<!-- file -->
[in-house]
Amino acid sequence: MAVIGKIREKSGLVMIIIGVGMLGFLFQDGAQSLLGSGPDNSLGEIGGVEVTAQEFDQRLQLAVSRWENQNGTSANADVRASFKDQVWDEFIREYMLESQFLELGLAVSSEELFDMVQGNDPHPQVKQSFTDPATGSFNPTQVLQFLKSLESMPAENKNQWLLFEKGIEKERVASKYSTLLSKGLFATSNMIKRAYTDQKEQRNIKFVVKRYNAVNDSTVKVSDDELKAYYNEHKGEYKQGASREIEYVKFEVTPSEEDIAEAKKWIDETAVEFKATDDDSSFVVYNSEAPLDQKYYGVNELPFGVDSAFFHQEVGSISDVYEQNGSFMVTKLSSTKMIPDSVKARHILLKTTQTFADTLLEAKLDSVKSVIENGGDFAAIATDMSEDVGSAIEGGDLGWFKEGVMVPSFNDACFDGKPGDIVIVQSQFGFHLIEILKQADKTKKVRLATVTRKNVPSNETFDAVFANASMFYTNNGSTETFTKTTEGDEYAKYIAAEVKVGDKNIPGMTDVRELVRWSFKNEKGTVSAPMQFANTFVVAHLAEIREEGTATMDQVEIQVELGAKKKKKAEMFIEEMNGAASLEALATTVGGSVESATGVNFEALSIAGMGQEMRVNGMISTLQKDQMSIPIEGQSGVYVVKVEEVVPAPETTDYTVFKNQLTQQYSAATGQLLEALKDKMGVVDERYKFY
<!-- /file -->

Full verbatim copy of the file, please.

[in-house]
Amino acid sequence: MAVIGKIREKSGLVMIIIGVGMLGFLFQDGAQSLLGSGPDNSLGEIGGVEVTAQEFDQRLQLAVSRWENQNGTSANADVRASFKDQVWDEFIREYMLESQFLELGLAVSSEELFDMVQGNDPHPQVKQSFTDPATGSFNPTQVLQFLKSLESMPAENKNQWLLFEKGIEKERVASKYSTLLSKGLFATSNMIKRAYTDQKEQRNIKFVVKRYNAVNDSTVKVSDDELKAYYNEHKGEYKQGASREIEYVKFEVTPSEEDIAEAKKWIDETAVEFKATDDDSSFVVYNSEAPLDQKYYGVNELPFGVDSAFFHQEVGSISDVYEQNGSFMVTKLSSTKMIPDSVKARHILLKTTQTFADTLLEAKLDSVKSVIENGGDFAAIATDMSEDVGSAIEGGDLGWFKEGVMVPSFNDACFDGKPGDIVIVQSQFGFHLIEILKQADKTKKVRLATVTRKNVPSNETFDAVFANASMFYTNNGSTETFTKTTEGDEYAKYIAAEVKVGDKNIPGMTDVRELVRWSFKNEKGTVSAPMQFANTFVVAHLAEIREEGTATMDQVEIQVELGAKKKKKAEMFIEEMNGAASLEALATTVGGSVESATGVNFEALSIAGMGQEMRVNGMISTLQKDQMSIPIEGQSGVYVVKVEEVVPAPETTDYTVFKNQLTQQYSAATGQLLEALKDKMGVVDERYKFY